Resiliency, personal healing, and post-traumatic growth entails re-pairing by reaching out and drawing society in—as expressed by Richard G .Tedeschi and colleagues. Both as credible messengers, advocacy by experts and concerned persons reaches out to command the attention of society, which, in turn, is drawn in. As Upstandership comes full circle, society and self can become whole.

Thoughts and Ideas — Include ‘victims’ in all stages and on all stages that advance (elder) justice
  • As a matter of policy and practice, include persons who have suffered harm as advocates in all planning and implementation stages and on all public stages that address elder-justice initiatives.
  • Advance efforts where experts and concerned persons advocate together to bring society to attention, while, by example, empowering society to stand up to injustice.
Isolation — Society, (here experts), self • Pruchno, et al. (2017) Aging: It’s Personal

Experts in aging disciplines may be “isolated” cognitively—isolated from their personal role and responsibility as concerned persons, until aging issues or abuse hits home. When it hits, experts realize quickly the consternation and chaos of a hero’s journey.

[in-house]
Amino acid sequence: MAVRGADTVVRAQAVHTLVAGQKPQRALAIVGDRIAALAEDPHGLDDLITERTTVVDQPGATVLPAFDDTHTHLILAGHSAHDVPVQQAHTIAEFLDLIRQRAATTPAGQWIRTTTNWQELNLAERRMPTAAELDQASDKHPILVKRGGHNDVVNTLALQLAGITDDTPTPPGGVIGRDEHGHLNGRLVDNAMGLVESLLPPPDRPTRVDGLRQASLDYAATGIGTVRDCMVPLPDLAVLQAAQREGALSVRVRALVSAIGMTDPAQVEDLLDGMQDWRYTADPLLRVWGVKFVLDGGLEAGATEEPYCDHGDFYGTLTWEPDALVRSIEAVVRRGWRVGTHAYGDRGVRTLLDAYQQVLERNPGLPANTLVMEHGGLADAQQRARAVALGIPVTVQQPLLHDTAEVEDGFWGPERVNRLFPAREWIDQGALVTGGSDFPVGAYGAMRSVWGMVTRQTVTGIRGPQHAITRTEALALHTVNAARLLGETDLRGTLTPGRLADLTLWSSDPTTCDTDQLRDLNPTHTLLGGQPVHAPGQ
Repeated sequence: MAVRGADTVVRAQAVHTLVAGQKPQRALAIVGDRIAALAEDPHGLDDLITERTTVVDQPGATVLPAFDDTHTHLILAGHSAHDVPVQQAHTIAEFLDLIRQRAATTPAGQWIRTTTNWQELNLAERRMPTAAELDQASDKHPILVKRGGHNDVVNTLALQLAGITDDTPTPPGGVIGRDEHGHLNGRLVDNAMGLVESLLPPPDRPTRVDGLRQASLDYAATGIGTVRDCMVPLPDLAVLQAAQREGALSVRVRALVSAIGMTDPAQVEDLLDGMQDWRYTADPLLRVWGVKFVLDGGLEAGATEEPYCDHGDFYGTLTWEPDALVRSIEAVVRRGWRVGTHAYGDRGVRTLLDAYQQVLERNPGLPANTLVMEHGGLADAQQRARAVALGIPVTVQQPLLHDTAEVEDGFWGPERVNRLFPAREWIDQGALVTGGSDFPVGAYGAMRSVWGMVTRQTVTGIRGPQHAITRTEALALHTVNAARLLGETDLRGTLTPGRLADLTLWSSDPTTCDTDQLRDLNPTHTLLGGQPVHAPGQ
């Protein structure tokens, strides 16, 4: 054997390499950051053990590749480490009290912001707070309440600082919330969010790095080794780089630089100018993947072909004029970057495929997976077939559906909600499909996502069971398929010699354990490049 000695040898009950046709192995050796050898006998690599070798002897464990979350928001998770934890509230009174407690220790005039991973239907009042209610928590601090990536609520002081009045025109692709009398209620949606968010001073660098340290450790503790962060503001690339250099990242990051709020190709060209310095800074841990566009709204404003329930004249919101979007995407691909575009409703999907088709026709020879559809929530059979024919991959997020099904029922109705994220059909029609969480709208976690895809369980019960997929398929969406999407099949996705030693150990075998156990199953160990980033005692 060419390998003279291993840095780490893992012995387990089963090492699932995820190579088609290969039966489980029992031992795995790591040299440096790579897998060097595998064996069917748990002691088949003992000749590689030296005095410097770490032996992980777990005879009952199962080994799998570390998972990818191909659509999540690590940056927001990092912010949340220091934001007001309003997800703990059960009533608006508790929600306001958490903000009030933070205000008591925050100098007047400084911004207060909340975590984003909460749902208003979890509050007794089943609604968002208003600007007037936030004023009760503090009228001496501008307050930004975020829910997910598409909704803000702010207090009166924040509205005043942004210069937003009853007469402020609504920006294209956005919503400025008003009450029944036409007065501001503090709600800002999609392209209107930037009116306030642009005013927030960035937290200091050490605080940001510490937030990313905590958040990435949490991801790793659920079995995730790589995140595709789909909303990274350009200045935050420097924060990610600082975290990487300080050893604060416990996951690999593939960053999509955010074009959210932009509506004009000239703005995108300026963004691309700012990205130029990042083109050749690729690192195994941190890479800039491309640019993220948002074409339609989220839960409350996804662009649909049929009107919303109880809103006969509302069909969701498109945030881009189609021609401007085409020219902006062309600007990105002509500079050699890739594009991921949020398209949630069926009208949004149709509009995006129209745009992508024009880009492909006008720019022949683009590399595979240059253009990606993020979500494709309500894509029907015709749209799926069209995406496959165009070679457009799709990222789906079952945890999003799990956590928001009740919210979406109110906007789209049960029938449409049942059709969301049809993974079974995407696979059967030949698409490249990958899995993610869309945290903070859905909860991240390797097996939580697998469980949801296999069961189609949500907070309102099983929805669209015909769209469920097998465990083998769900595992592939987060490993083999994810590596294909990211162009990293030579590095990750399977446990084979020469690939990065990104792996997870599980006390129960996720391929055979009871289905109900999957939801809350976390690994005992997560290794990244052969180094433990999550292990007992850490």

Colleagues associated with The Gerontological Society of America examined both professional and personal facets of their lives in a special issue, Aging: It’s Personal, which is different from anything The Gerontologist, its peer-reviewed publication, has published. Rachel Pruchno, issue editor, notes in her editorial in 2017, “Although science tells us about average experiences, these reflections show that real life is sometimes much more complex and much messier.”

These reflections did not include elder abuse and financial exploitation. In her concluding section, Lessons Learned, Pruchno observes,

“Together, these essays suggest that gerontologists may have a slight advantage over others as they face family caregiving challenges, illnesses, retirement, and bereavement. The advantage is largely one of social connections. Gerontologists, even those experiencing events they themselves have not studied, know whom to ask for help.”

Concerned persons navigate unchartered territory as they desperately seek help, for an older adult and for themselves, with few social connections. A shared understanding of their plight, coupled with advances in coordinated efforts by experts, helps. This critical coupling was exemplified at the recent EJCC meeting.